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Of the 1,000 urbanites surveyed nationwide, 47% said they preferred a cities waterfront space. Image courtesy of Sasaki Associates.

Of the 1,000 urbanites surveyed, 47 percent said they preferred their city waterfront to other open spaces. Image courtesy of Sasaki Associates.

America’s move toward urban living can also be seen as a step toward a more sustainable future, but it also unearths a host of questions for the people who must design these spaces. What are the things people living and working in these urban environments gravitate toward? How might that change based on what kind of city they live in? These questions stick with the designer on the endless drive to envision the ideal balance of humans, urban environment, and nature. Sasaki Associates recently published research on these questions in a report called The State of the City Experience, and it turns out some of the answers depend on who you’re asking.

Sasaki surveyed 1,000 urbanites, ranging in age and income, from six cities across the United States (Austin, Boston, Chicago, New York, San Francisco, and Washington, D.C.). They were asked about four aspects of the urban environment—architecture, activities, parks and open spaces, and transportation—what they currently thought of their urban environment and what they would like to see in the future. “What is written about on cities is from the perspective of the designer, and we were interested in what people experience in the city, what the public might say about how we design city spaces…and how their experience might inform how we think about the design of cities,” said Gina Ford, chair of Sasaki Associates’s Urban Studio.

There are many interesting finds in the report: For example, of the 1,000 respondents, 47 percent said the waterfront was their favorite open space in the city, including landlocked Austin. But a surprising find, according to Ford, was that a whopping 65 percent said their favorite city experiences happened in either an open space or on the street. “[It] is incredibly edifying as a landscape architect, because so much emphasis recently has been put on public realm, [and] investments, as a way of increasing attraction and retention of workforce and identity of cities,” said Ford. “It kind of positions architecture as a supporting player, maybe something that reinforces community but doesn’t necessarily create it. A lot of times people think it’s a building project that’s going to enhance the identity of a city; now we have data that it’s landscape.”

For more information on the report, The State of the City Experience, contact Sasaki Associates at info@sasaki.com.

THE QUEUE, AUGUST 2014

A monthly roundup of the news, dispatches, and marginalia that caught our eye.

In this month’s issue of the Queue, the staff reads up on the grand opening of Dilworth Plaza in Philadelphia by OLIN, wonders at the possibilities of a man-made leaf, and gets down with Greenpeace and Reggie Watts on climate change.

CATCHING UP WITH…

    • Dilworth Plaza’s makeover by OLIN (“Follow the Lines,” LAM, January 2014) opens on September 4 in Philadelphia with new transit access, a fountain (and in winter, an ice rink), art, and Cuban food in what had been a desolate sunken plaza.
    • Harsh contentions arise in a current forensic audit on Great Park, designed by Ken Smith in Irvine, California (General Design Honor Award, LAM, August 2009). According to the L.A. Times, the audit finds that more than $200 million has been spent on the project, yet the park has little to show for it.

FIELD STUDIES

    • Dezeen reports on Julian Melchiorri, a graduate of the Royal College of Art in the UK, who thinks he’s got long-distance space travel figured out with his new invention—the world’s supposedly first photosynthetic material that absorbs water and carbon dioxide to create oxygen.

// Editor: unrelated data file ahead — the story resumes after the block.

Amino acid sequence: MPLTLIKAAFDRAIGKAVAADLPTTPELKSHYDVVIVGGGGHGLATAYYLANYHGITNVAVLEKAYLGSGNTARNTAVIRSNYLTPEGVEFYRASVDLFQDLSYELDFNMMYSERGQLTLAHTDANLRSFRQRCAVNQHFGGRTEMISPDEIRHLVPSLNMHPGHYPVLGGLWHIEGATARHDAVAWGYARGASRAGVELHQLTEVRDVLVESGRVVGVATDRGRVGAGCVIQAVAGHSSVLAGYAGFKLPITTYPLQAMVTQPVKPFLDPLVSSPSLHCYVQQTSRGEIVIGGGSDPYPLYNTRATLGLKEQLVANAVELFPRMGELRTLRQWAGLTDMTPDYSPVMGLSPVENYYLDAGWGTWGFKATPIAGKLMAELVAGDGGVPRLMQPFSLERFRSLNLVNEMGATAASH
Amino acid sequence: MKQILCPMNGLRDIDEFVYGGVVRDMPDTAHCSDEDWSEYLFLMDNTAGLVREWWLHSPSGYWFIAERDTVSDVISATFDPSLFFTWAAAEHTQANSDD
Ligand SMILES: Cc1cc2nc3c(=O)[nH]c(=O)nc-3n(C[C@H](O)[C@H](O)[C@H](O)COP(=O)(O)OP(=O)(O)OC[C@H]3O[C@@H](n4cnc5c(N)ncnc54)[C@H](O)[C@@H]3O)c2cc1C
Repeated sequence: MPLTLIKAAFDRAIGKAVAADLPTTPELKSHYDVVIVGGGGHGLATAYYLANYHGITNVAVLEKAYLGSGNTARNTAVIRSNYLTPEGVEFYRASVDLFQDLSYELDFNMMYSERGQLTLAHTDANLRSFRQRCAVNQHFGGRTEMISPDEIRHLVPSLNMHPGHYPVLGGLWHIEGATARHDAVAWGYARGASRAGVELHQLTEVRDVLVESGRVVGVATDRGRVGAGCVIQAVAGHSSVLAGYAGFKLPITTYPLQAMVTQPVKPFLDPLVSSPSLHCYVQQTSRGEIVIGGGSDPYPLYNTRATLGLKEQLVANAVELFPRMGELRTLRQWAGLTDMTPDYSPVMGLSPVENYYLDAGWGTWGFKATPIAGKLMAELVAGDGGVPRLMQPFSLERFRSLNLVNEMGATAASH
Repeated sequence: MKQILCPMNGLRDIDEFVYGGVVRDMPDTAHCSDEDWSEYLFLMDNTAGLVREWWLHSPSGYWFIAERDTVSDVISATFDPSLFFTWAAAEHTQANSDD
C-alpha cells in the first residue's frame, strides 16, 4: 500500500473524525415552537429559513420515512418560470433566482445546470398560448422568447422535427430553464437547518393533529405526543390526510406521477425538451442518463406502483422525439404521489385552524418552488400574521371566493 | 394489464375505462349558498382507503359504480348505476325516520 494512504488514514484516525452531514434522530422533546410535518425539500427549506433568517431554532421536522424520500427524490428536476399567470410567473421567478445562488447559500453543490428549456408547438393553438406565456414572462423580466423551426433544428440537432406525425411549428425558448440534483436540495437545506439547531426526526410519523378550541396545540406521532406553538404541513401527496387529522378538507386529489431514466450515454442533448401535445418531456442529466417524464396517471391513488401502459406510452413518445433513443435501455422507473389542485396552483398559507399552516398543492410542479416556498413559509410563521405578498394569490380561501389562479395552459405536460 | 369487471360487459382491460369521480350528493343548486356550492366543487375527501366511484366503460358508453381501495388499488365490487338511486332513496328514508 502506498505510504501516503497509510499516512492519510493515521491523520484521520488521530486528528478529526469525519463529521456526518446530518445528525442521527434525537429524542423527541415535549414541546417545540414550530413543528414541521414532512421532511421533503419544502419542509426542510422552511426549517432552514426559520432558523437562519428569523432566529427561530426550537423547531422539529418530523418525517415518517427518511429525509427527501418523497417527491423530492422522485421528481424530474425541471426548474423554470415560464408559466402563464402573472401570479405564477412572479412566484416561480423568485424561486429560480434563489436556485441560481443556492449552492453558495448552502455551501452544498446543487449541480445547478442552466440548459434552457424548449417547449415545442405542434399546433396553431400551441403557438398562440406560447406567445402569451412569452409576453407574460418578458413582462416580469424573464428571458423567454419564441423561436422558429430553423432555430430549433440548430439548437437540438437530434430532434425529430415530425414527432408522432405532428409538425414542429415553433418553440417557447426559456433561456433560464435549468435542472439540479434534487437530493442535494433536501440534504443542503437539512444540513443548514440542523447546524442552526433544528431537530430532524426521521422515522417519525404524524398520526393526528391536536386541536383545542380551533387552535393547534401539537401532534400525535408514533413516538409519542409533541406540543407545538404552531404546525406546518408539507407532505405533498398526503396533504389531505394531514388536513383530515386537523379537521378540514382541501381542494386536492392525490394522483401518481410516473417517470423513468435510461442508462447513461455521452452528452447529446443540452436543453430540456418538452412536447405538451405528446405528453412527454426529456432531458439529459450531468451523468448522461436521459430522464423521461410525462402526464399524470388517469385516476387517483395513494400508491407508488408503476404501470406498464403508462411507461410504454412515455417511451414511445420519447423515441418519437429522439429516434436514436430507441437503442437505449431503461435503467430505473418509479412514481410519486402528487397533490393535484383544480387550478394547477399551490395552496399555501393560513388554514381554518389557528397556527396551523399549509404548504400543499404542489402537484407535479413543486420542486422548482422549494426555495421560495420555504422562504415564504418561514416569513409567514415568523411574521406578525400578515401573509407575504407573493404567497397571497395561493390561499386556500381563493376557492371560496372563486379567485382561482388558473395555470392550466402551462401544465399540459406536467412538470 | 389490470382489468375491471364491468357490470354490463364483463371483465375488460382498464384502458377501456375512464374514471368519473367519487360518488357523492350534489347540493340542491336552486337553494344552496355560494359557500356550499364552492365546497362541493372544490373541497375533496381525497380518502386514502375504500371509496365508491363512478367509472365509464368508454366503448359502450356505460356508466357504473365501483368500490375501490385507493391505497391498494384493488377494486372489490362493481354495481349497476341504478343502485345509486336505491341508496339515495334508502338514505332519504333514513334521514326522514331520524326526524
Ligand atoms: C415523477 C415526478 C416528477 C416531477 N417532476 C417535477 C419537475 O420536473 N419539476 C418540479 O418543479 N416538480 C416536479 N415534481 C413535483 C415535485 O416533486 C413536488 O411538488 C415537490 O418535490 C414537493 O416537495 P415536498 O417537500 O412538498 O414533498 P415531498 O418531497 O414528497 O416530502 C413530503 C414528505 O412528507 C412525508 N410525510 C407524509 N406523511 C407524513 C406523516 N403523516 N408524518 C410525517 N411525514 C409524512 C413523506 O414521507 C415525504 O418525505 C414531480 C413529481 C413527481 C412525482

• Looking at climate change and rising sea levels, the township of Choiseul Bay, 6.6 feet above sea level in the Solomon Islands, is moving to where it will be a little less wet in the future.
    • Think pedestrian crosswalk time limits are too short? Planners in Singapore thought so, too, which is why they recently expanded their Green Man Plus program, a system that allows the elderly and disabled to activate extra time for street crossing with the use of a special card.

OUT AND ABOUT

    • Lines and Nodes, a symposium and film festival that will take on media, infrastructure, and aesthetics, will take place September 19–21 in New York.

DISTRACT ME FROM MY DEADLINE DEPT.

    • If you can’t find this bus stop in Baltimore, then you’re not looking hard enough.
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Many historic sites in Scotland, like Skara Brae, are extremely vulnerable to climate change. Courtesy Sylvia Duckworth via Wikimedia Commons.

The sudden loss of historic sites along coastal areas, and their just as sudden reemergence, are often among the unexpected consequences of sea-level rise. We recently came across this piece by Henry Gass at E&E Publishing on the vulnerabilities of Scottish historic properties to coastline erosion, and the inability of the existing regulatory structures to adapt to both the threats and opportunities it presents. This piece, originally published behind the publisher’s paywall, highlights some of these issues. E&E, which does excellent daily reporting on climate change and energy issues, has kindly allowed us to repost the article in full.

 

SCOTLAND FIGHTS TO KEEP ITS ANCIENT HISTORY

FROM VANISHING UNDER A RISING SEA

HENRY GASS, E&E PUBLISHING, LLC, AUGUST 1, 2014

A storm buried Skara Brae for centuries, and it would take a storm to unearth it again.

Roughly 5,000 years ago, a small community of farmers settled in the village on a small island off Scotland’s northeast coast. The villagers lived in geometrically identical stone houses, grew barley, raised cattle and sheep, and carved tools using volcanic rock from Iceland that washed ashore. Over 700 years, they built an ordered society until, archaeologists believe, the climate changed and powerful storms buried the village in water and sand.

Almost three centuries later, in 1850, another powerful storm tore into the island’s coastal dunes, revealing Skara Brae once more. Archaeologists have been excavating the site ever since, gaining detailed insights into the uniquely organized and comfortable Neolithic settlement. But now the climate is changing again, and it may not be long before Skara Brae is reclaimed by the ocean.